Outlines are an important part of law school for many students. By your second year of law school you'll have already learned some important lessons about the effective use and production or procurement of outlines. However, before simply duplicating your 1L process you might consider how differences in materials and procedures might cause you to change your 2L outline strategy. The following article provides an overview of considerations when planning how to handle 2L course outlines.
Now More Than Ever Before
If anything, 2L outlines are more useful and important than they were in your first year. The first year of law school typically covers the basics. All law students take courses that set out the general principles of criminal law, constitutional law, contracts, and other basic legal topics. 2L study, by comparison, typically involves a lot of advanced study and elective courses.
An outline can be helpful when studying the most basic and familiar areas of law. This is doubly so when you are learning advanced material or the particulars of a specialized branch of law. In addition, there tends to be an increase in take-home and open book exams after the first year of law school. If you are allowed to use your own materials while taking an exam, then you'll benefit from having an effective outline.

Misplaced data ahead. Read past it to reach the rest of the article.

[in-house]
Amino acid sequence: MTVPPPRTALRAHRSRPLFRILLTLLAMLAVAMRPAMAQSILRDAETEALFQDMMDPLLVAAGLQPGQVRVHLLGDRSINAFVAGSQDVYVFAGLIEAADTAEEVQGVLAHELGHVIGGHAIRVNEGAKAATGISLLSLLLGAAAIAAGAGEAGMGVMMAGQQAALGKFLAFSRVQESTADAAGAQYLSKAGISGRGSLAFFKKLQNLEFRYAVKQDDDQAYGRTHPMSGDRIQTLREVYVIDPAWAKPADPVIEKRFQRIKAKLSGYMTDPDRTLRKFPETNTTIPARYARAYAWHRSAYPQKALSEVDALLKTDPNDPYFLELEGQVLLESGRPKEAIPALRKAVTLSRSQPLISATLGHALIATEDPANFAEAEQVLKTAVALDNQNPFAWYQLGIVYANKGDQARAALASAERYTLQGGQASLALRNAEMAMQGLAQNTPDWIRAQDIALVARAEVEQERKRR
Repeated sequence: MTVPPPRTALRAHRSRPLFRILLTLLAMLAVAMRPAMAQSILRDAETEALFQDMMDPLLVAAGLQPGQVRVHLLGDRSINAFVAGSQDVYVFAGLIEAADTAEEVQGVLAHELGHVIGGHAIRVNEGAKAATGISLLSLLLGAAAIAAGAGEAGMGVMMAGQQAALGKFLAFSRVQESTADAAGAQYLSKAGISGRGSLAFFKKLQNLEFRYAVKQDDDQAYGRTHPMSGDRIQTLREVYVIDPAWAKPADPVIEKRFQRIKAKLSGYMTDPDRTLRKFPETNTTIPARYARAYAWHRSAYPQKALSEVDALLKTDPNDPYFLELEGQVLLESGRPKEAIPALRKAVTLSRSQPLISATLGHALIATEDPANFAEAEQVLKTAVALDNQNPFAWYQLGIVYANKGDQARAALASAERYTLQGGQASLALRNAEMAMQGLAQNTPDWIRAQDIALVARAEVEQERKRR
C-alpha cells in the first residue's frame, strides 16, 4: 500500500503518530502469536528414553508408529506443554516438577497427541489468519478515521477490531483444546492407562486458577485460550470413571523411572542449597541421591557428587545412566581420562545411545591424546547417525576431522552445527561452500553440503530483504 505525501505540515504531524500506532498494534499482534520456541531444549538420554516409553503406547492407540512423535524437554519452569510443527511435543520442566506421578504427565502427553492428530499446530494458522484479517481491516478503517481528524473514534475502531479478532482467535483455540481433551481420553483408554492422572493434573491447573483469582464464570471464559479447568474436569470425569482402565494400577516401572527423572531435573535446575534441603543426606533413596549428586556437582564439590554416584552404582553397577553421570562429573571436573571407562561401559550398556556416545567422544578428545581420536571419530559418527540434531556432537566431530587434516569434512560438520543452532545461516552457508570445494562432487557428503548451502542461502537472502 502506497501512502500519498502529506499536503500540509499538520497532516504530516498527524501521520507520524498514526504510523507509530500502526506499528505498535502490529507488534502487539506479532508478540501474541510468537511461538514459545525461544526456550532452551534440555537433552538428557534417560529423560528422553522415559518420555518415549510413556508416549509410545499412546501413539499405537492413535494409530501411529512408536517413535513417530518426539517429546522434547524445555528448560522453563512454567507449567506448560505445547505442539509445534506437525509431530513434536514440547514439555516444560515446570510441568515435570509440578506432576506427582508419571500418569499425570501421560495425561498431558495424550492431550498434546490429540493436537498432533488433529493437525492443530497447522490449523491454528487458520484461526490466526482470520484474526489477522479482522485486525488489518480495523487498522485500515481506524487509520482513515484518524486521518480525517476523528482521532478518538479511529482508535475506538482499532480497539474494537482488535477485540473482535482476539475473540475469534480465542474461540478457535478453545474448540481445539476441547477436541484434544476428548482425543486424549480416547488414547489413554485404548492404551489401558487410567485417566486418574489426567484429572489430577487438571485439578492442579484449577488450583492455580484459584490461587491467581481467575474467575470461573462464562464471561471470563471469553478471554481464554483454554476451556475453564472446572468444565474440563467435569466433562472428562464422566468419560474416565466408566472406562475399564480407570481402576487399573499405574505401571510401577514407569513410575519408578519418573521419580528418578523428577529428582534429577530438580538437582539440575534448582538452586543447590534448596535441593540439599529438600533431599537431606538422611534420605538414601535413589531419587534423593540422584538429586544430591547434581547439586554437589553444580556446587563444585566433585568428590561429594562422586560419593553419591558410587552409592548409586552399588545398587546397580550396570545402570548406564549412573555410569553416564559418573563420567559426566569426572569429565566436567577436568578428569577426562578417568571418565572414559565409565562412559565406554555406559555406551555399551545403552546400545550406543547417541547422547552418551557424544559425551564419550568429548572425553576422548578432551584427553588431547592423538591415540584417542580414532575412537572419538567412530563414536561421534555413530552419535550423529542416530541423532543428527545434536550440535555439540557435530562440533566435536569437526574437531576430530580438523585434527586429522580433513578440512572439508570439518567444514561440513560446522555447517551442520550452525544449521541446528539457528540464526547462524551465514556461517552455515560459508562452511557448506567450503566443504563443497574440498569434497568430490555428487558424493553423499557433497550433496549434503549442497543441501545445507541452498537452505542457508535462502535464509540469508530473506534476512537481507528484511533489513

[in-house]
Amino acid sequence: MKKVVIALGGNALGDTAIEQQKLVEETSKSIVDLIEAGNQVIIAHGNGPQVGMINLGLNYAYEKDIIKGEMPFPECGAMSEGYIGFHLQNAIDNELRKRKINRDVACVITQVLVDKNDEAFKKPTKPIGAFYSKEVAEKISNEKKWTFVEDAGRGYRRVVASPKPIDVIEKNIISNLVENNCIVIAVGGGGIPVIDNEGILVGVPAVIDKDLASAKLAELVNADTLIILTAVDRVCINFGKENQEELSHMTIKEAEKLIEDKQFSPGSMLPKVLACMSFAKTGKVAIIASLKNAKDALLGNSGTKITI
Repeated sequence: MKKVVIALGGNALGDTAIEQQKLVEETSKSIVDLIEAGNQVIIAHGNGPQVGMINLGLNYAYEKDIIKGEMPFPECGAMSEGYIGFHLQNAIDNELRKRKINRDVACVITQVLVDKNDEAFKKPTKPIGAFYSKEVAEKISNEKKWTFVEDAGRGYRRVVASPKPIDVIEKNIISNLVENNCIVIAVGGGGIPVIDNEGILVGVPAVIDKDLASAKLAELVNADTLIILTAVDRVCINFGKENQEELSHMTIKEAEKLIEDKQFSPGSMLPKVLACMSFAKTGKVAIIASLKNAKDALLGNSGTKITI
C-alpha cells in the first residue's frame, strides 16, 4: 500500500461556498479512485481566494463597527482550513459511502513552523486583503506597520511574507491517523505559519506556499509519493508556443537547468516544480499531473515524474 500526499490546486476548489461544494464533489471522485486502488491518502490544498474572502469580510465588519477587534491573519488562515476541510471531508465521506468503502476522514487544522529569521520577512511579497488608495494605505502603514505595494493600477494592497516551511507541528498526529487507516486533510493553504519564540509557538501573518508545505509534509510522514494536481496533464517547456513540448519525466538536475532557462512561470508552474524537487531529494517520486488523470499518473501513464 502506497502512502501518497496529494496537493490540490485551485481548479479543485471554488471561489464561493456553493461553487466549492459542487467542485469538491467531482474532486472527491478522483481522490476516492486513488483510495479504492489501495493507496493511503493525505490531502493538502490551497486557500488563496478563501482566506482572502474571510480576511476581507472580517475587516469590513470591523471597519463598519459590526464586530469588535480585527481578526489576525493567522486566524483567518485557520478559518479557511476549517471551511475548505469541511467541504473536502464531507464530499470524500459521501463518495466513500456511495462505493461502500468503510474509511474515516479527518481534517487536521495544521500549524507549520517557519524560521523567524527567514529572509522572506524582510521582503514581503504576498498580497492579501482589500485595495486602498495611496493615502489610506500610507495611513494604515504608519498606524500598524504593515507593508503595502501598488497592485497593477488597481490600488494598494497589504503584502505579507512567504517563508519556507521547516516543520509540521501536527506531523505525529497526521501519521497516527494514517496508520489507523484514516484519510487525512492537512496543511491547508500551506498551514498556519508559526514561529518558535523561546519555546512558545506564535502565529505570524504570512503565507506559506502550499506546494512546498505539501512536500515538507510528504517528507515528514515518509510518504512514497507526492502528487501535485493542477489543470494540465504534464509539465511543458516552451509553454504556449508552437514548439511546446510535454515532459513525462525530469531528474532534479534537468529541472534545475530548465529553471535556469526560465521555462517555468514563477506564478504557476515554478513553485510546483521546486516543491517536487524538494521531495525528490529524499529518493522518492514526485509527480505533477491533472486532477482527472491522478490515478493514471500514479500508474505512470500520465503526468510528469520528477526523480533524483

Buying and Trading Outlines
You may be tempted to purchase commercially produced 2L outlines, or trade them with your study group. While this can be useful, particularly when it is done to ensure that your personally-produced outline is complete, there are some considerations that should prevent you from making this your only study material.
Commercial outlines are produced without regard for your course's particulars. While basic courses nearly always cover the same limited amount of information; the advanced and elective courses that are more common in the second year of law school tend have a much higher degree of variability. A commercial outline may miss your professor or core text's focus on a particular case or topic.
2L outlines produced by a study group will be more specific to your course, but there are other problems associated with relying upon another student's work. If they have misunderstood an aspect of the law you'll be adopting their misunderstandings along with their outline's benefits. Once again, you needn't avoid study group outlines or exam banks altogether, but they will be most effective if used as a supplement to your own outline.
Constructing an outline is a useful study practice regardless of the quality or availability of other outlines. For many students, the outline itself has little use. Constructing the outline, however, involves the organization and simplification of the entire course's material. Doing so is a highly effective way to ensure that you understand the class and will improve your test scores.
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Completing law school and starting your career as a lawyer will involve a lot of important decisions. You'll need to make a plan to study, pass exams, take the bar, and look for your first job. Return to FindLaw for Law Students frequently for articles on these and other topics of interest to help you chart your course through school and beyond.